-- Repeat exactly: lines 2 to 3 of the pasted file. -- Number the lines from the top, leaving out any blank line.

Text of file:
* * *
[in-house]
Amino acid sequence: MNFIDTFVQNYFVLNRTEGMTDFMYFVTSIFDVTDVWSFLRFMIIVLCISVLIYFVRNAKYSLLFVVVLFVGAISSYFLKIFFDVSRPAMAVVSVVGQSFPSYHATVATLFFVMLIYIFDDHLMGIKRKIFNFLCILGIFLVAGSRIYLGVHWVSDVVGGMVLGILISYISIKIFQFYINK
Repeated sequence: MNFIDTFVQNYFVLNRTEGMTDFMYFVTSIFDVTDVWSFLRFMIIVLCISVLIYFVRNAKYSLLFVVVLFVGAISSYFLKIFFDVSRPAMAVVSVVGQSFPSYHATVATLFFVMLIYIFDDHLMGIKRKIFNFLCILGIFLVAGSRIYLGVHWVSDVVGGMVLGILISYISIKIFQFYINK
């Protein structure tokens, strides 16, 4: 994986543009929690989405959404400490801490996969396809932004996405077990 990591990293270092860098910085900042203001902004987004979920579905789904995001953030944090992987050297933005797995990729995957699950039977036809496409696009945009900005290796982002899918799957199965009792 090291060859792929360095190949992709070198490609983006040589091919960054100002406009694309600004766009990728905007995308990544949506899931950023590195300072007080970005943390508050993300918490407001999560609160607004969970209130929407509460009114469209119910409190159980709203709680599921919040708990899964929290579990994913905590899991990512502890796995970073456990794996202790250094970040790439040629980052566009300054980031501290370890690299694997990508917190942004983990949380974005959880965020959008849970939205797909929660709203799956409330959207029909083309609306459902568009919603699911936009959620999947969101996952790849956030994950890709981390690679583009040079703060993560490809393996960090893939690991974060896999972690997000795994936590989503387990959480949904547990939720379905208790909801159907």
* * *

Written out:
Amino acid sequence: MNFIDTFVQNYFVLNRTEGMTDFMYFVTSIFDVTDVWSFLRFMIIVLCISVLIYFVRNAKYSLLFVVVLFVGAISSYFLKIFFDVSRPAMAVVSVVGQSFPSYHATVATLFFVMLIYIFDDHLMGIKRKIFNFLCILGIFLVAGSRIYLGVHWVSDVVGGMVLGILISYISIKIFQFYINK
Repeated sequence: MNFIDTFVQNYFVLNRTEGMTDFMYFVTSIFDVTDVWSFLRFMIIVLCISVLIYFVRNAKYSLLFVVVLFVGAISSYFLKIFFDVSRPAMAVVSVVGQSFPSYHATVATLFFVMLIYIFDDHLMGIKRKIFNFLCILGIFLVAGSRIYLGVHWVSDVVGGMVLGILISYISIKIFQFYINK